The two main musicians who make up postmodern jazz band Hot Tonic rolled into Gulfport less than a year ago for a quick jam. Now, they’re playing local stages six days a week.
While there might be up to 10 people filling the stage for a Hot Tonic show, the root of their sound lies in the pairing of Victoria Woods and Josh Hindmarsh.
She’s a 29-year-old from Columbus, Ohio on double bass and lead locals; he’s a 44-year-old from rural New Zealand on guitar and backup. The duo came together in a fateful session at an artist retreat in Columbus.
“I could hear Victoria’s groove in the bass just after the first few beats,” Hindmarsh said. “Within four beats I knew she could play and what she was doing spoke to me.”
Woods, a third generation big band leader whose father was the marching band director at Ohio State University for 38 years, took to leading the group naturally.
“I play music because there’s nothing else I want to do,” she said.
Should I Stay or Should I Go?
In November 2020, the first person they met in Gulfport was local arts supporter and Airbnb host Larry Enlow, who rented his art house to the duo for a month.
“Larry came out in a tie-dyed Black Lives Matter shirt with a bottle of champagne and we knew it was a good part of Florida,” Woods recalled. “We were just gonna stay for the month and see what the local music scene was about.”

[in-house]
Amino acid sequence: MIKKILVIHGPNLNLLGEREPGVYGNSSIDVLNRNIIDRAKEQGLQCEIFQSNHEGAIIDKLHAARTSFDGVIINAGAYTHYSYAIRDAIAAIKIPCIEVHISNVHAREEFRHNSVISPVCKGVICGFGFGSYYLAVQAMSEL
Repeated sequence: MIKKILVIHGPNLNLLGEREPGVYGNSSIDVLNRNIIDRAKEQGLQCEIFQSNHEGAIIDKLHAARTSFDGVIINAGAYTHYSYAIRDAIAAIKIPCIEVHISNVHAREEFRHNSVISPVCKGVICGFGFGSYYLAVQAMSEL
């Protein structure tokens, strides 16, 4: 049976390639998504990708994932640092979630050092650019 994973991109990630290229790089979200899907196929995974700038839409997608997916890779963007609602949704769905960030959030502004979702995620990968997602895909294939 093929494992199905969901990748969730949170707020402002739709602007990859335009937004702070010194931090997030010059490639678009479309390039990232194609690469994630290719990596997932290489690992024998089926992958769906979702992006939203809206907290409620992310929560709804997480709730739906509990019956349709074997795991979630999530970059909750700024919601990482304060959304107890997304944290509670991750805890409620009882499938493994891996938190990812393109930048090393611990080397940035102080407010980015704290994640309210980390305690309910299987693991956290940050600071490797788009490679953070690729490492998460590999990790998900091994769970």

Soon, they had gigs booked.
By the end of their stay, they had a choice: make the drive back to frigid Ohio in the dead of winter, or stay and sleep in their van. The musicians quickly chose the latter.
“We faced the professional dilemma of sleeping in parking lots,” Woods said.
Thankfully, the nomadic life was short-lived.
“Gulfport appreciated creativity and appreciated not hearing a band that’s a copy of other bands,” Hindmarsh said. “Everyone here is an artist and everyone is encouraged to be. It’s about keeping Gulfport weird.”
Staying put is new for both Woods and Hindmarsh, who played a handful of New Zealand and Australian music festivals before the shutdowns.
“Once everything opens up, we’re definitely planning on some more traveling gigs,” Woods said.
While Hot Tonic always features Woods on the giant double bass and Hindmarsh on guitar, the band formed into variations of a ten-piece ensemble: a party band and an acoustic group, and sometimes a little of everything.
The shifting lineup is born of necessity. Ten people fitting into schedules and small stages isn’t always feasible, and not every venue can contain the sound of big band. The entire ensemble includes a keyboard, drums, trombone, trumpet and saxophone – and occasionally a second guitar.
Whatever the lineup, the group brings big energy to regular gigs at the Taphouse, The Floridian, the Tiki Bar & Grille and wherever else they end up in one of their two incarnations, depending on the scene.
“We don’t have big rehearsals,” Hindmarsh said. “Everything happens on the stage. And that’s the way we like it.”
The group performed at the Clearwater Jazz Holiday in June and is slated to partner with ROB Galleries, an international gallery group that has locations in Rome, Orlando and in Gulfport starting 2023.
“We just are so thankful to the community, especially the Gulfport community, for supporting us,” Woods said. “It’s surreal.”
Follow Hot Tonic at hottonicmusic.com.